Giacometti often said, “The arm that most resembles an arm is the Egyptian arm.” The painting that least resembled reality was, for him, Renaissance painting. However greatly he admired, as he often said he did, such a work as Le Nain’s La charette (1641, Paris, Louvre), he was certain this kind of painting was over. Sometimes he seemed to believe that seeing as a joyful act had become completely disconnected from the act of painting, sometimes that the gift for such vision was itself lost, and now belonged to a vanished Golden Age. Giacometti often remarked ironically but with delight that although his place was with the “peintres de dimanche” (amateur painters), his work was always being exhibited with the abstractionists. He used to say that pure abstraction was impossible. Of a group of paintings by the Parisian abstractionist Serge Poliakoff, he said to me, “I see in them a running horse, a donkey.”

When he left the Surrealist group, Giacometti became the object of hostility and disdain—only “an Impressionist,” they said: nothing could be lower in their eyes. He found himself isolated again. But not for long. Giacometti’s decision to collaborate with the then famous interior decorator and designer Jean-Michel Frank (the main cause of his “excommunication” by Breton) was to become decisive:

The worlds of art and fashion being both intermingled and interdependent, success in one often goes hand in hand with success in the other. Alberto soon found himself launched in fashionable Parisian circles, to which he had entree not only as a promising artist but also as a collaborator of Jean-Michel Frank, and he was accepted immediately by the beau monde.

The tables and lamps and other objects Alberto created in collaboration with his brother Diego (who developed them further on his own) were at once the rage. His sculptures were to follow, but much later. The fashionable collectors, at least the small group of enlightened ones among them, did not abandon him when the playfulness of the 1930s gave way to gravity in the first post–World War II years. When pieces like Head of a Man on a Rod (1947) (which had some affinity with the influential Julio Gonzalez’s Head of Montserrat, 1941–1942) made their appearance, the response was immediate. But again literary implications were read into Giacometti’s frail figures, which this time were seen as having “existentialist” overtones, having the blessing of Sartre, who had first met Giacometti in 1939 and wrote an essay praising him in 1947.15 He was among the writers and poets who clustered around Giacometti, whose closest friends were Michel Leiris and Georges Bataille.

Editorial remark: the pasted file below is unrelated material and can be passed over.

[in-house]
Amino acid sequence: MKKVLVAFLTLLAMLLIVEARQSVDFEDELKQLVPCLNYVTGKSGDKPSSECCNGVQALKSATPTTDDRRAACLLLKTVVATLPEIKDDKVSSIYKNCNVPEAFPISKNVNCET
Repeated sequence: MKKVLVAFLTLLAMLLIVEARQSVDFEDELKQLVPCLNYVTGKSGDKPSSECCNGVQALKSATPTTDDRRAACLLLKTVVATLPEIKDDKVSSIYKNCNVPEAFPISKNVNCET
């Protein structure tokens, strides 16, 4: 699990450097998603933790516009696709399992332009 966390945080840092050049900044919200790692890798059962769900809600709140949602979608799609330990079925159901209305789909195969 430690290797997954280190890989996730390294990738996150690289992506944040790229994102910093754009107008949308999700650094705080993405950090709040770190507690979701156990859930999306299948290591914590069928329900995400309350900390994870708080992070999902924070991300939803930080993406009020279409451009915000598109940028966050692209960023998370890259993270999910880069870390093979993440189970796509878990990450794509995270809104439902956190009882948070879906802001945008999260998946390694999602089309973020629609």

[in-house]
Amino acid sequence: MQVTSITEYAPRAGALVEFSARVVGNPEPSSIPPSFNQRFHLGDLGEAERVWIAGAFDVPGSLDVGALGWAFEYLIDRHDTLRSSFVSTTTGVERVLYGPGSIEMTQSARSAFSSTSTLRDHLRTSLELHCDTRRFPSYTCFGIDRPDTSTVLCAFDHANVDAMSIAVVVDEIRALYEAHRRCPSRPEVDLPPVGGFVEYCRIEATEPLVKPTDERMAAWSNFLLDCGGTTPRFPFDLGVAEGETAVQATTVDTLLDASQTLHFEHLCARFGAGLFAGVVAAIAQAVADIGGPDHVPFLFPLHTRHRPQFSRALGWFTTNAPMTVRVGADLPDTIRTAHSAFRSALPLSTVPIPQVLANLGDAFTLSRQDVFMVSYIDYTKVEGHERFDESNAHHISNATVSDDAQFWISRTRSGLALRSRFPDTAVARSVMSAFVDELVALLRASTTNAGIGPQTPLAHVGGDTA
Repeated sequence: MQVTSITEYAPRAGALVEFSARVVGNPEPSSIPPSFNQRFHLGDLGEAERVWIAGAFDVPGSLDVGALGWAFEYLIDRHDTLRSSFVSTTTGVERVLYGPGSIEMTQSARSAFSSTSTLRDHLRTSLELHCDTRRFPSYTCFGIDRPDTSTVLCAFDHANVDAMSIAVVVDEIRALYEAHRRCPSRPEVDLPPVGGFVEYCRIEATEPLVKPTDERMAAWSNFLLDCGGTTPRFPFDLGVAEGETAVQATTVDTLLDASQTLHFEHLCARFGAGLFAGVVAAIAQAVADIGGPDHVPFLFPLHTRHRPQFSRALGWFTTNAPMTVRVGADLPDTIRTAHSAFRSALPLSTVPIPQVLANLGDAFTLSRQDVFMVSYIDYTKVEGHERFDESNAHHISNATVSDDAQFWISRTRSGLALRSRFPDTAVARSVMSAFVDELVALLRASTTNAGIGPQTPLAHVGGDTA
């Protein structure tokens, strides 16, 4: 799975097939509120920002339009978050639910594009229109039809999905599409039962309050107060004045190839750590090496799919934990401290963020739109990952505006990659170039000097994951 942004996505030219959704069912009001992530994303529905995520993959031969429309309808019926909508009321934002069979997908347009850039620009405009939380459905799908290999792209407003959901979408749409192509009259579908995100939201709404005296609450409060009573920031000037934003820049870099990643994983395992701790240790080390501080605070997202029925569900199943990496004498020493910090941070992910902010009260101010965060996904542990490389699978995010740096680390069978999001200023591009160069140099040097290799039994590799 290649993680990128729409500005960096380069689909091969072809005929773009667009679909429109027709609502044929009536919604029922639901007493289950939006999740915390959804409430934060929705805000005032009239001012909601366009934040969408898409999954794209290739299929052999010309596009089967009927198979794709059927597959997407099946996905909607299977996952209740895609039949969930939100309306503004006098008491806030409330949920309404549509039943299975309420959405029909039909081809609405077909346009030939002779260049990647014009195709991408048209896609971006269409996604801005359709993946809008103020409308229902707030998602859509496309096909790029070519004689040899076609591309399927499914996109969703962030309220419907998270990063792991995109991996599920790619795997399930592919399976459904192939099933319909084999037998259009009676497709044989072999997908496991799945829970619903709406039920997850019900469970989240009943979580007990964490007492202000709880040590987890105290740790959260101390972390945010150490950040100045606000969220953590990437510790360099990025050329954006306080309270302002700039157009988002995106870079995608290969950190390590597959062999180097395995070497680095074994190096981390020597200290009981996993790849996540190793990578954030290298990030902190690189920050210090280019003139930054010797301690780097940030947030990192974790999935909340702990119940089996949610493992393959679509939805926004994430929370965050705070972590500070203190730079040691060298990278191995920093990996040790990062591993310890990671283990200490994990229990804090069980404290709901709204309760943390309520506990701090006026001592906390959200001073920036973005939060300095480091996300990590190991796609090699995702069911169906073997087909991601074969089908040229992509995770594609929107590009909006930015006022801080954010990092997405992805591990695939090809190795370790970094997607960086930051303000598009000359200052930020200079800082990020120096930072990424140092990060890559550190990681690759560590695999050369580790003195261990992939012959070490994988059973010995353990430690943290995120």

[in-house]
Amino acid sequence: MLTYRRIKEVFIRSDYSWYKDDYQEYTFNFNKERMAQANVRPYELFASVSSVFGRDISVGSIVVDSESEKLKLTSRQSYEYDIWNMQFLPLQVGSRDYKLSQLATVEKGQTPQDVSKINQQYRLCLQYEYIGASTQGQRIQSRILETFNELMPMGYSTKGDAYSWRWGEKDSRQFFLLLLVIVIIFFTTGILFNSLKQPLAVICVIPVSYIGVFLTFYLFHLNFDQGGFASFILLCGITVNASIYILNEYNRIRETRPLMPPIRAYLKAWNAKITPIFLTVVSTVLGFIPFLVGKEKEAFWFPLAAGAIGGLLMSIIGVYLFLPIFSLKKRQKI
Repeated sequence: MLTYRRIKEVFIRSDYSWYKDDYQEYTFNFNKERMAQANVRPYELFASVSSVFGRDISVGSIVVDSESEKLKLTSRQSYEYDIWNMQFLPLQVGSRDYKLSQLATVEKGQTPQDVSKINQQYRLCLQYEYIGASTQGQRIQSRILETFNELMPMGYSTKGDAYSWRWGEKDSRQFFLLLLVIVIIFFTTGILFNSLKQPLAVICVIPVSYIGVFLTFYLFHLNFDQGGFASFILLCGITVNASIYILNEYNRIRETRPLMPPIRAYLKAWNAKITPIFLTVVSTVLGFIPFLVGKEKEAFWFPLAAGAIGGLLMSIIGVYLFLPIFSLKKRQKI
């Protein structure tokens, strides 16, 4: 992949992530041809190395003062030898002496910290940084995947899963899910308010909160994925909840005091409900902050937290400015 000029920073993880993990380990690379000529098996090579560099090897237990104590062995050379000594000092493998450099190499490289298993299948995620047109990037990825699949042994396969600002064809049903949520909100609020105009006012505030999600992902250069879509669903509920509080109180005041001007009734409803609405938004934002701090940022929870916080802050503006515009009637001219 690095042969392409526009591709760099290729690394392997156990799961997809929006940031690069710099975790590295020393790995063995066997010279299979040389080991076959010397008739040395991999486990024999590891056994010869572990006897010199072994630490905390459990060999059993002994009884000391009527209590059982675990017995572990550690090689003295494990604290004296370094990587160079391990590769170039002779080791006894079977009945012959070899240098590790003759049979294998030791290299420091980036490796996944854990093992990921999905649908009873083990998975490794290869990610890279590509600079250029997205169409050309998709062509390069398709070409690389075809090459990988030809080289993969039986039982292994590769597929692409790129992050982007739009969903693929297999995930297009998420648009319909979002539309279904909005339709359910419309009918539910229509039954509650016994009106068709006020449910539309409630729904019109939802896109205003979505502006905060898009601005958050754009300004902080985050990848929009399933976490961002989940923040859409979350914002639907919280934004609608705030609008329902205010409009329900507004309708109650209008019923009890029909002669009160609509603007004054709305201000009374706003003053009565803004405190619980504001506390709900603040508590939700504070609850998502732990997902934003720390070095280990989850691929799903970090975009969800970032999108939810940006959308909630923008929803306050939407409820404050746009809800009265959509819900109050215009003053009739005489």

Giacometti’s wit, his irony and love of ambiguity, his finesse are not easy to describe now, nor were they easy to capture when he was alive. Writing his biography, therefore, would seem to require, as in translating poetry, a writer not too much unlike himself; it should be the equivalent of painting his portrait from life, drawing as much as possible on Giacometti’s own words. James Lord seems to attach more importance to Giacometti’s psychology than to his views on art, and seems far more interested in the intimate details of his life. In the vast numbers of sources he uses (of which 307 are listed, but there are many more), memories, facts, gossip, and fiction are combined in his somewhat breathless account. Whenever a detail is missing, Lord apparently draws on his imagination. Despite his long-standing acquaintance with Giacometti, he couldn’t possibly be sure of all that he describes. Or was he in the hotel room with Alberto’s wife, Annette, and his Japanese friend, the philosopher Isaku Yanaihara, with whom she was supposedly having an affair, when she “held out her brassiere and stockings, laughing slyly”?

In his introduction to Daniel Defoe’s A Journal of the Plague Year, Anthony Burgess writes:

The Defoe we prize is not a working journalist but a novelist whose method is that of the working journalist. To be termed an imaginative writer would have terrified him. The purpose of the pen was to render, in seemingly unconsidered immediacy, true events.16

Lord’s method in his excellent, short A Giacometti Portrait17 of 1965 was that of a working journalist. In that book, he recorded with accuracy and modesty what he observed and heard during his eighteen sittings for his painted portrait. But the sixty-eight-page book is not a biography. The immensely detailed Giacometti: A Biography was greeted favorably by reviewers who did not know Giacometti personally, but it aroused vehement criticism from Alberto’s friends and acquaintances, some of whom published a manifesto protesting the “distorted portrayal of the man we knew.” David Sylvester spoke for many who knew Giacometti better than the present writer when he wrote, “My problem with this book is that it seems highly informative when it is dealing with matters of which I have no knowledge but is constantly inaccurate when dealing with matters I do know about.”18 If any book is to come close to Giacometti, it will have to concentrate on his work itself and make careful use of his writing, still a largely untapped source.

This Issue

May 18, 1989